Next, the Macy’s parade from New York.  We moaned at the TV show advertising and enjoyed it more when the actual parade got some coverage.  The moaning is a much-loved part of Thanksgiving in the Bergevin household.

As dinner and guests came closer, we watched the dog show from Philadelphia (I think it was the big national show like Crufts).  The Pekingese looked charmingly ridiculous and a greyhound won.

Dinner!  Turkey, mash, stuffing, gravy from a jar and the modern miracle that is croissants in a can.  I should have taken some of those home to see my Mum’s reaction.

We were joined for lunch by Jen’s brother’s family.  Jen’s sister-in-law had to work a 12-hour overnight shift on Black Friday the next day.  General opinion seems to be that Black Friday is a pathetic mess.  Where are these people prepared to fight over a discount microwave they don’t need?

Later in the afternoon more family members arrived.  Our total number was 13…but nothing unlucky occurred.  It was a busy, lively, occasionally tense big family Thanksgiving.

The one moment of contention surrounded politics, naturally.  It had been decided beforehand that this was a no-go area for conversation, but naturally it came up.  It was quickly quarantined in a separate conversation until the topic moved on.

And that was Thanksgiving.  Bring on Christmas.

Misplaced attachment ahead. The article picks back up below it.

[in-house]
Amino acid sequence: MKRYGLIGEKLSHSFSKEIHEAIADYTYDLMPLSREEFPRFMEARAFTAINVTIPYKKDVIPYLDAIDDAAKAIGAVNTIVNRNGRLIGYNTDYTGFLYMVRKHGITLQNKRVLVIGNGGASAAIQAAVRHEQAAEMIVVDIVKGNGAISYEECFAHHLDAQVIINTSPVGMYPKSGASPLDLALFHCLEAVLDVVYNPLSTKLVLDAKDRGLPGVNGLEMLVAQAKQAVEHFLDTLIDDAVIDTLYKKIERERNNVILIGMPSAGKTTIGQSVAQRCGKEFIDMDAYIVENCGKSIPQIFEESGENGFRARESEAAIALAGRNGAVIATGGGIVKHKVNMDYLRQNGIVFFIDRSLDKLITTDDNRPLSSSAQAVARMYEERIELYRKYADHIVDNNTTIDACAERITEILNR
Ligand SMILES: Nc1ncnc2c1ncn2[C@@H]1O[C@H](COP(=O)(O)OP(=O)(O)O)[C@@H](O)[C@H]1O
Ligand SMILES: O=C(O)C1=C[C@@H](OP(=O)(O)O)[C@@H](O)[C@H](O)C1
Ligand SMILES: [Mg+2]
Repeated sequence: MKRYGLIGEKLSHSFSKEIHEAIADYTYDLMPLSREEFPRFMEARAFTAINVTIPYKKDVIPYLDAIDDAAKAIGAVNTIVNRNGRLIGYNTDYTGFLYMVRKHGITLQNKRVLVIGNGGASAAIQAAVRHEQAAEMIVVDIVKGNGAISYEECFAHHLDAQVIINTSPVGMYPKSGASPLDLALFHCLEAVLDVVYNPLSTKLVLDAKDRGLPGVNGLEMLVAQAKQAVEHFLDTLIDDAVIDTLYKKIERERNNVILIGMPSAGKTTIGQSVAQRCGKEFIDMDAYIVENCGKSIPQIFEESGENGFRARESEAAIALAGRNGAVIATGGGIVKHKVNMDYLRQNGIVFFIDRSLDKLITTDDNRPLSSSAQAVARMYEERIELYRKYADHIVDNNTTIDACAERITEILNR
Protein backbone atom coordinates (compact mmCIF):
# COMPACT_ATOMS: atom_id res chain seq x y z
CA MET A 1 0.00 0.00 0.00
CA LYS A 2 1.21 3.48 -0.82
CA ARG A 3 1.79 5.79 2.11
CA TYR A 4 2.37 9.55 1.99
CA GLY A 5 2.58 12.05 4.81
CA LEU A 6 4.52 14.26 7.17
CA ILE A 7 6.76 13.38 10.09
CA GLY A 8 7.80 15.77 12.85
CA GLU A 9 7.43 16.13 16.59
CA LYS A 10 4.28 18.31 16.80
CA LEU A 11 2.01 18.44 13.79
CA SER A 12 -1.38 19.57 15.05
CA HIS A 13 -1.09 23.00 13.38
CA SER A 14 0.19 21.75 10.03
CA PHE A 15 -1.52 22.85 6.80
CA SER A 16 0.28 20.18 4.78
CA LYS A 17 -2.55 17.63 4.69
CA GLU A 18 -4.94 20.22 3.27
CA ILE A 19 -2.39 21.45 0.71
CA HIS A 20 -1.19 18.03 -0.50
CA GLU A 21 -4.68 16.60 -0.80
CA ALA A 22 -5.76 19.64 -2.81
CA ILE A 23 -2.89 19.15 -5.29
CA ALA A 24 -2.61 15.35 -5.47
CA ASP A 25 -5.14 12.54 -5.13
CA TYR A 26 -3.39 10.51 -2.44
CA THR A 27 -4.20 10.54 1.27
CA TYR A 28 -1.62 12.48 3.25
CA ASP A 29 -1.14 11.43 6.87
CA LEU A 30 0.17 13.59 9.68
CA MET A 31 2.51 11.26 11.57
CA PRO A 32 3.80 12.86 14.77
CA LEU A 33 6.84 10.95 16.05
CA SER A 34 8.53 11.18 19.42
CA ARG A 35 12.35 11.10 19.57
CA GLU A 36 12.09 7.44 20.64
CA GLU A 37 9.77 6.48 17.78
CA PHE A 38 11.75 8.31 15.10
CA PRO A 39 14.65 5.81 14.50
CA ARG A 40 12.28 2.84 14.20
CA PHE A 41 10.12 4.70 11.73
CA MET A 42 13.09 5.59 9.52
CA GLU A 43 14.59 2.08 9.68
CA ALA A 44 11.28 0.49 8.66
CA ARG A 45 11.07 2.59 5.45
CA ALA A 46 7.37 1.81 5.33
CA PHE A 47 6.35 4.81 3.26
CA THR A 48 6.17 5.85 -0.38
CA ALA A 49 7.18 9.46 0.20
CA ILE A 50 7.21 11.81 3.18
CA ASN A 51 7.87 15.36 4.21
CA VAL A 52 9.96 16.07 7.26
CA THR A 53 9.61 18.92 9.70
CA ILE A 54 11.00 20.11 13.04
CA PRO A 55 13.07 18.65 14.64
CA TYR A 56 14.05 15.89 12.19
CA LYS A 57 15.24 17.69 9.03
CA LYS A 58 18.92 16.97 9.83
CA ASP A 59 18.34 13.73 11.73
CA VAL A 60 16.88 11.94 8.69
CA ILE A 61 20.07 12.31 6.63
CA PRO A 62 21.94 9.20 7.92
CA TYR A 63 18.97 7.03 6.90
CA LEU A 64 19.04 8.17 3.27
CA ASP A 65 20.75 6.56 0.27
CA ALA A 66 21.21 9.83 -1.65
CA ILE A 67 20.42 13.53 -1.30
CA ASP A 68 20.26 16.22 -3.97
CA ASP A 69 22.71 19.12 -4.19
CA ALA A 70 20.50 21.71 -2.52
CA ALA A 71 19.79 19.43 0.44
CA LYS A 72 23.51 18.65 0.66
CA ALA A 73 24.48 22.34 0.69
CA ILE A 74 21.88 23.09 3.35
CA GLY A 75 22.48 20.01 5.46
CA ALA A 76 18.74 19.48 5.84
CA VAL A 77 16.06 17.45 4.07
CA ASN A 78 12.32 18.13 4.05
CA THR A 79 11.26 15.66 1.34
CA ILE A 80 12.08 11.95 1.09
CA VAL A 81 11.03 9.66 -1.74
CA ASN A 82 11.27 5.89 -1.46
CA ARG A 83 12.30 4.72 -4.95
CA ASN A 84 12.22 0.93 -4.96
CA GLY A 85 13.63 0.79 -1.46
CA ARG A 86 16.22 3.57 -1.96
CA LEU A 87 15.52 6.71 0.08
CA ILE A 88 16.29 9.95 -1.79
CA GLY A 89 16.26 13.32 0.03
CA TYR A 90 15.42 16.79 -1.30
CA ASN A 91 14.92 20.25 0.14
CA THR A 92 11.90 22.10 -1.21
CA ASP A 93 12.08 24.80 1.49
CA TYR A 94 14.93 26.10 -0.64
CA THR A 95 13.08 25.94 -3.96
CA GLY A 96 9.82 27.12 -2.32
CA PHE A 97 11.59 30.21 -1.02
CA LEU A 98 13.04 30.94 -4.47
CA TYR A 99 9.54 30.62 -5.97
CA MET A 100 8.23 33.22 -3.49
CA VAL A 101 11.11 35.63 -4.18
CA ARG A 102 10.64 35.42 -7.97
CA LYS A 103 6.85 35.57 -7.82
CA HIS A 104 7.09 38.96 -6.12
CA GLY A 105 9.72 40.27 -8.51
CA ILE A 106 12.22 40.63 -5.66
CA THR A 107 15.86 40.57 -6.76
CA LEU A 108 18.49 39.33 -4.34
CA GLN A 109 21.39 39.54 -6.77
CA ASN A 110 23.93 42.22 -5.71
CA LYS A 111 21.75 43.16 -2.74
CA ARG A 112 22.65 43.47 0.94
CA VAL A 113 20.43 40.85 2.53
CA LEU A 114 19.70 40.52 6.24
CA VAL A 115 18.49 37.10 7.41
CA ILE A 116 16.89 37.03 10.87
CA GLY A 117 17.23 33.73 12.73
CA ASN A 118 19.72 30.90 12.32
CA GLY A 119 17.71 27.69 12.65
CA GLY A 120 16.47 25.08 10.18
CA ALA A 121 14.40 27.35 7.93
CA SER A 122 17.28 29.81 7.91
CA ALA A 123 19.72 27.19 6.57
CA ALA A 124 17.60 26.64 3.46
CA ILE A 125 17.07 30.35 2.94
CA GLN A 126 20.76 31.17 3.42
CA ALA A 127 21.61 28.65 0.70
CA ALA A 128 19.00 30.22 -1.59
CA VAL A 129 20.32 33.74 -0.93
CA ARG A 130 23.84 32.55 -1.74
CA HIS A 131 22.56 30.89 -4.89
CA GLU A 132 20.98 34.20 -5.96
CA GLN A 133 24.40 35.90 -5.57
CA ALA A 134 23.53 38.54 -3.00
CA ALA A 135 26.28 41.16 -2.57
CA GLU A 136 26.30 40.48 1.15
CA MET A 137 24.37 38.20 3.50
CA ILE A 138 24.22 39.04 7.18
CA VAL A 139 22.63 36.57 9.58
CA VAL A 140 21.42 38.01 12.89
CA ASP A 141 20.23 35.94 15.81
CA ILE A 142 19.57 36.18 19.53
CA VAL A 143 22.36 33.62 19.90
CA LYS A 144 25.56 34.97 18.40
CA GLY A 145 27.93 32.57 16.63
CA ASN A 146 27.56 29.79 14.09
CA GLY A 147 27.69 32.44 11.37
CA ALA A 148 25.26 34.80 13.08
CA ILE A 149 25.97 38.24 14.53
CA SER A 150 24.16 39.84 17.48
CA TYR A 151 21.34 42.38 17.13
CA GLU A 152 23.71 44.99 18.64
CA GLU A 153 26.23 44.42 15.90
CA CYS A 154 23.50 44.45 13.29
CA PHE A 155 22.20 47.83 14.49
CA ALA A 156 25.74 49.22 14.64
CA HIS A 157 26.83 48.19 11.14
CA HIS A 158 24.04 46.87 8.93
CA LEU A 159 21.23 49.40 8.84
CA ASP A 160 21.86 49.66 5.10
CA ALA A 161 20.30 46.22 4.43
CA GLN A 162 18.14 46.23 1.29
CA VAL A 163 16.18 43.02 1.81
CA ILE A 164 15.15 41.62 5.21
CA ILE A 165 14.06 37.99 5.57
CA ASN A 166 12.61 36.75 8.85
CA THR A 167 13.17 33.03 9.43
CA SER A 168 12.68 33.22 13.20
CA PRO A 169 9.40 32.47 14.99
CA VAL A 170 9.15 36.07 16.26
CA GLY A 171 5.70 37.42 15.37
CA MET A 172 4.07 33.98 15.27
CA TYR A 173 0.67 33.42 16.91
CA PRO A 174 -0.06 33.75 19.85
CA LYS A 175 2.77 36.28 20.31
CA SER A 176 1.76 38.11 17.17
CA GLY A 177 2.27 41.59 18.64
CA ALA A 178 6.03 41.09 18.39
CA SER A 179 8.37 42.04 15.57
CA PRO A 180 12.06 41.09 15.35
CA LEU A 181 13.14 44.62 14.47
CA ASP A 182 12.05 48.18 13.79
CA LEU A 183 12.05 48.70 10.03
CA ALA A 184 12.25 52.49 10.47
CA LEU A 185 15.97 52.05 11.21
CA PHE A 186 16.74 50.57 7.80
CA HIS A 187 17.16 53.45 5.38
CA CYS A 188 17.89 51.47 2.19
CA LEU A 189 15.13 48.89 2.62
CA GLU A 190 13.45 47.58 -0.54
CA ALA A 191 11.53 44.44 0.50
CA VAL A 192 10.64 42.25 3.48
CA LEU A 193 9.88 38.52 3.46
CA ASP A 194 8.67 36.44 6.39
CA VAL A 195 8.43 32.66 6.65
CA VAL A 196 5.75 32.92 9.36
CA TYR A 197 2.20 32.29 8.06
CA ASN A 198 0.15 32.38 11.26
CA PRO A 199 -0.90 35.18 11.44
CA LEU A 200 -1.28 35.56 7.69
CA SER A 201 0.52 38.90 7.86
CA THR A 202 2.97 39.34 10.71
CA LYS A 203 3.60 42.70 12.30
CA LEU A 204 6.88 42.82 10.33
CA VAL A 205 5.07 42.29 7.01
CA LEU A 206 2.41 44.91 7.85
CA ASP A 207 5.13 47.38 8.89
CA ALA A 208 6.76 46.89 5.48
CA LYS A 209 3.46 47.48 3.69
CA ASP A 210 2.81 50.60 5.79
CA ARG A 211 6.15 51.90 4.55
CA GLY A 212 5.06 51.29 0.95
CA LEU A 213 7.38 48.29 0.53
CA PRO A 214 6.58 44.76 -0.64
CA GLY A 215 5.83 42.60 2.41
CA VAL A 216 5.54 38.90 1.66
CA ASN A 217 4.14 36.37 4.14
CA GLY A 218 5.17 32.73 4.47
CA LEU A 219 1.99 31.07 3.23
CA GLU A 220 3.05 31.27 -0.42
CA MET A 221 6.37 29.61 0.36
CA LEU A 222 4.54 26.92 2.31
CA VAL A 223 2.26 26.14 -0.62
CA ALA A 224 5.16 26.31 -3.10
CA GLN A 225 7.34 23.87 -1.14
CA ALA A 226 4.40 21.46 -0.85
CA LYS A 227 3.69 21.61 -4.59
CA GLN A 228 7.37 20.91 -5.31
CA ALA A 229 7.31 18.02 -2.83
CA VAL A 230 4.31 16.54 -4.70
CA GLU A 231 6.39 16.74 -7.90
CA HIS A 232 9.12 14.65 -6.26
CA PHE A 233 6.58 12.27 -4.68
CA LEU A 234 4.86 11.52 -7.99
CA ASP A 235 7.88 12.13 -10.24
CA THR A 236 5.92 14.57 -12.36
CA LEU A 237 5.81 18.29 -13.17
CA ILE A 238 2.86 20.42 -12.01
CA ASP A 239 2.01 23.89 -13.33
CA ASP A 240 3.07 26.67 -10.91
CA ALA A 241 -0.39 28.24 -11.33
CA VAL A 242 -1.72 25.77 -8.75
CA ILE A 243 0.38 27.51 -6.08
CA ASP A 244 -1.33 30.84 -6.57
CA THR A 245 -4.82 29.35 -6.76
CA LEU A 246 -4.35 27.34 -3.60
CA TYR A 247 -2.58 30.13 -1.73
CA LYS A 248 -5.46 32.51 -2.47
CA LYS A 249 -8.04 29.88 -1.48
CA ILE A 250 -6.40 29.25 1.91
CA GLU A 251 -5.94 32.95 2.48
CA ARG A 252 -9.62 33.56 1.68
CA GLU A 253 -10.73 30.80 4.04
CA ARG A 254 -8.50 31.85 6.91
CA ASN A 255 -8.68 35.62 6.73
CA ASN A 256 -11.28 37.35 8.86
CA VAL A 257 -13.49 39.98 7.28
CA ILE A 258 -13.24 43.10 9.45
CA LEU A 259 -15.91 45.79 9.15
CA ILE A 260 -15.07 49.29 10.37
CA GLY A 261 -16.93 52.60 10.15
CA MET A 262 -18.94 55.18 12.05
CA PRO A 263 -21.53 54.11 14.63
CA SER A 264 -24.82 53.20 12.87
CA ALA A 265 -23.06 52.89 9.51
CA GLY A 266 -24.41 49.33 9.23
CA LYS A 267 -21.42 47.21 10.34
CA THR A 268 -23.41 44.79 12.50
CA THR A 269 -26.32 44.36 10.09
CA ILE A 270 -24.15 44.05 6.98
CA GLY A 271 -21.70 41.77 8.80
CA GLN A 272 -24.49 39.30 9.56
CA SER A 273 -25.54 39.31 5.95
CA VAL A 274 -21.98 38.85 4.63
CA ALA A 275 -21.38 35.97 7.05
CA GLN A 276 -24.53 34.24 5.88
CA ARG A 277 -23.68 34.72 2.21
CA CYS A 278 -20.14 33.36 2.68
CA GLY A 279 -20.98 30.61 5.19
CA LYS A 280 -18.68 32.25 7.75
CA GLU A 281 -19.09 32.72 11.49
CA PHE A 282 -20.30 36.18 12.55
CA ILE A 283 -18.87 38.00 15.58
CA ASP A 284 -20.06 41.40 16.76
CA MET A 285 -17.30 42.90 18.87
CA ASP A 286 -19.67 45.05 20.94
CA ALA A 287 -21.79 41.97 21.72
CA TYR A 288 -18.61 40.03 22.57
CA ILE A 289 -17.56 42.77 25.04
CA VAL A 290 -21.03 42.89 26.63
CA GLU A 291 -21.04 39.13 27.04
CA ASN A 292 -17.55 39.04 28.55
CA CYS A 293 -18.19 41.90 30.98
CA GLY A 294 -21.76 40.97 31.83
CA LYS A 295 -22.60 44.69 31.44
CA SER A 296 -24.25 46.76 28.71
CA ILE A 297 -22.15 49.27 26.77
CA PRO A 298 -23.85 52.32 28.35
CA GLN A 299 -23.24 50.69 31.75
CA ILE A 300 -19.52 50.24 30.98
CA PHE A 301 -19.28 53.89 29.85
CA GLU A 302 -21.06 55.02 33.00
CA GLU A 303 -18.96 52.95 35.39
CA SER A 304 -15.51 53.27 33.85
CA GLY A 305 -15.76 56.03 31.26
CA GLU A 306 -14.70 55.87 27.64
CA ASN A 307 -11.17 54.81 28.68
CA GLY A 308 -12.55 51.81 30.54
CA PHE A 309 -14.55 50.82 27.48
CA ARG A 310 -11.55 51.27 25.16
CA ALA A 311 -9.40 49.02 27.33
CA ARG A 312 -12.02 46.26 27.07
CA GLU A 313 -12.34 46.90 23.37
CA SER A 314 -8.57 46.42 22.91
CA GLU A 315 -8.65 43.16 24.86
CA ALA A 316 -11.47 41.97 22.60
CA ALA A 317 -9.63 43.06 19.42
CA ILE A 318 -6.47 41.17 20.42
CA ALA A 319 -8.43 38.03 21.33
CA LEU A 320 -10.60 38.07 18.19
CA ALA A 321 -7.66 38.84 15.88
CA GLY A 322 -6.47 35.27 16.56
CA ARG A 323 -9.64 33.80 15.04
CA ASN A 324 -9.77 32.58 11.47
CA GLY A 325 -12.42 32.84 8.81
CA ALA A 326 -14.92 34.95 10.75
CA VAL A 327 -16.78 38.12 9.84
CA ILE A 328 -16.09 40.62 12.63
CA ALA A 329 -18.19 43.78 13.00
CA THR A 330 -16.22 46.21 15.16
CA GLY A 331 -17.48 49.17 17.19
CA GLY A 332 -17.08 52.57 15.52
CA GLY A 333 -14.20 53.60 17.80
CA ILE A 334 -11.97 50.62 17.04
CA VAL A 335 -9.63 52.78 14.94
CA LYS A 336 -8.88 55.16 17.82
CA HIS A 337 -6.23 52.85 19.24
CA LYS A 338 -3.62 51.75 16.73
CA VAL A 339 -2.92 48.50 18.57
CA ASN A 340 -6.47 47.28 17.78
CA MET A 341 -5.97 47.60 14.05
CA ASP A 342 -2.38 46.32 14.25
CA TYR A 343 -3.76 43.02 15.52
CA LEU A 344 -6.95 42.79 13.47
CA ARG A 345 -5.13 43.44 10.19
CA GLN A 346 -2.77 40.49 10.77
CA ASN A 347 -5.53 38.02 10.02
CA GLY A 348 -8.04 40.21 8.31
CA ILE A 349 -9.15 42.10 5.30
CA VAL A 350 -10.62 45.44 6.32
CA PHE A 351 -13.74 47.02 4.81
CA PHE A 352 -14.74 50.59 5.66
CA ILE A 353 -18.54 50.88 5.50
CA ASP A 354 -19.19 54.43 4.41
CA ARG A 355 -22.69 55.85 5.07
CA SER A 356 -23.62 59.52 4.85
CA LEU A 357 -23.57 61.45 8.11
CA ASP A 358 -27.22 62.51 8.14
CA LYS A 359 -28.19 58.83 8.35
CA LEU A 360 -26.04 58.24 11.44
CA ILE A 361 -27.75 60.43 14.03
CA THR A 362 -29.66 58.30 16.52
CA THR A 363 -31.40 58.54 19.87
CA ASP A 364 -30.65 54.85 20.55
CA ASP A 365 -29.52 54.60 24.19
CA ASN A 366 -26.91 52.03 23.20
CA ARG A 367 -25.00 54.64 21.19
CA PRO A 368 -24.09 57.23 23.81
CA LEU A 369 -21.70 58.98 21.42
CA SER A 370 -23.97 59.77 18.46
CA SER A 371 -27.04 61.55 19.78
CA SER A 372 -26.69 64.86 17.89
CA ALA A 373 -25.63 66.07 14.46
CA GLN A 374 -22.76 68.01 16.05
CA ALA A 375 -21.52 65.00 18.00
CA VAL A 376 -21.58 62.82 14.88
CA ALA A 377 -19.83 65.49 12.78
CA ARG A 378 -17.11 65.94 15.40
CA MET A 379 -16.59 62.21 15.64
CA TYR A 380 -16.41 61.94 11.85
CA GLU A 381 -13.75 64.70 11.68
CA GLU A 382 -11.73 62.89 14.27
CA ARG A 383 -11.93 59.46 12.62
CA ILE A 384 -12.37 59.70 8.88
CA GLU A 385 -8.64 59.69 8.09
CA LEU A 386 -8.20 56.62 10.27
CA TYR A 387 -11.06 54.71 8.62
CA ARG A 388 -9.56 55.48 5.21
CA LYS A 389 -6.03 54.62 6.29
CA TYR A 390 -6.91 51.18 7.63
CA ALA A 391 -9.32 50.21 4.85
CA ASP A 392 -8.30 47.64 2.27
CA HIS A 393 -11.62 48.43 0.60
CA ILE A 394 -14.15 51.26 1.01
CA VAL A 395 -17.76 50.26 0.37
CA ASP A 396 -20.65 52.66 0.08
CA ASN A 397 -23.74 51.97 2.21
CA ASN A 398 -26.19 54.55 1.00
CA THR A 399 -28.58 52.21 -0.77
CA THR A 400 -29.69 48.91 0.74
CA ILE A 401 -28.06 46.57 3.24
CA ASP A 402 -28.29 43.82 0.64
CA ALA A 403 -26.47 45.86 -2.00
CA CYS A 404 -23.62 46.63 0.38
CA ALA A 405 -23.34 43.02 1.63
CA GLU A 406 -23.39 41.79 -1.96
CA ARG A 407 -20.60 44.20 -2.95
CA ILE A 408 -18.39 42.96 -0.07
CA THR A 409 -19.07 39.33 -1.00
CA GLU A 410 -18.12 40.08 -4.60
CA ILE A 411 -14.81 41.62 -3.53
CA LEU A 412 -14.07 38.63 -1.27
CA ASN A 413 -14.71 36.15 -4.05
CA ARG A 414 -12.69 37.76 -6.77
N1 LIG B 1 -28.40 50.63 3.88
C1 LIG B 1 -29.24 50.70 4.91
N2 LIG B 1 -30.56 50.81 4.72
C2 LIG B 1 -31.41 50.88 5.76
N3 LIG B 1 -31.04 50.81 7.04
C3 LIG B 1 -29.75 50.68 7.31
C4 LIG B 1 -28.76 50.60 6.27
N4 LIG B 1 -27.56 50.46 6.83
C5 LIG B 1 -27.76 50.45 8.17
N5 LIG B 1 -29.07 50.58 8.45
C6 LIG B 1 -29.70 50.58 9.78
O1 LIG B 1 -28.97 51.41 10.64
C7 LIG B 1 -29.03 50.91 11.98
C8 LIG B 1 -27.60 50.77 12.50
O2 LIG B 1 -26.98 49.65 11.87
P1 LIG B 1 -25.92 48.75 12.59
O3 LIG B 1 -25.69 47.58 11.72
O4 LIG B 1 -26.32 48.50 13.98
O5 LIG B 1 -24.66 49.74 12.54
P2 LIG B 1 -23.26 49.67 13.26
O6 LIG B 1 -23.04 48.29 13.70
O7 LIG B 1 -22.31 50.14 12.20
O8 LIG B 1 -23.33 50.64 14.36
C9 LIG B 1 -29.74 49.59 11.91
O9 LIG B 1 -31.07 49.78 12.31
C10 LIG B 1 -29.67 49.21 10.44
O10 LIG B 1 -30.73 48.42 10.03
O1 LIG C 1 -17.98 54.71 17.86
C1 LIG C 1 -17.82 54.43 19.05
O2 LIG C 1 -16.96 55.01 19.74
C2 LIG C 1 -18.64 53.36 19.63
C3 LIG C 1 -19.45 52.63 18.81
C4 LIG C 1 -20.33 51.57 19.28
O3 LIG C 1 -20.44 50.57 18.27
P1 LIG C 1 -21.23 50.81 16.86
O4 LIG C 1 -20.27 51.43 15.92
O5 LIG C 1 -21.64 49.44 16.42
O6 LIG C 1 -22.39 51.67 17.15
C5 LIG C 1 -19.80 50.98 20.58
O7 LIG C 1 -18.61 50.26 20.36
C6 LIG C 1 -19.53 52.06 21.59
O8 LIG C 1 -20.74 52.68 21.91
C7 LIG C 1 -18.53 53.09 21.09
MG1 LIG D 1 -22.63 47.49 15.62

Jen wearing what she assured me was the traditional Thanksgiving hat of her people.


We picked up our hire car (Dodge Dart, 2016, Alabama plates) on Friday morning and set off for Princeton.  We looked around the university campus and went into the enormous chapel where Jen graduated from Westminster Choir College, before walking down to the College itself.  It looks like a wonderful place to do a degree.  I could see how you might become isolated from the ‘real’ world whilst there – Princeton is very posh and, well, very white – but on the evidence of conversation with other alumni in NY last week, diversity is not something Westminster students need education in.  The arts really do make people better.

After picking up some posh chocolates as presents, we set off for south Jersey to meet Dan and Kirsten, two more of Jen’s friends.  They have a 2-year-old son who is a very, very bright kid.  We watched many episodes of My Little Pony, ate pizza and watched Zootopia.  What a great movie.  Mandatory watching for the message of diversity and race relations as well as the fun and the comedy.

After Zootopia was done we blew up the air mattress and fell to sleep very, very quickly.  It was past midnight and past my bedtime.


Palmer Square in Princeton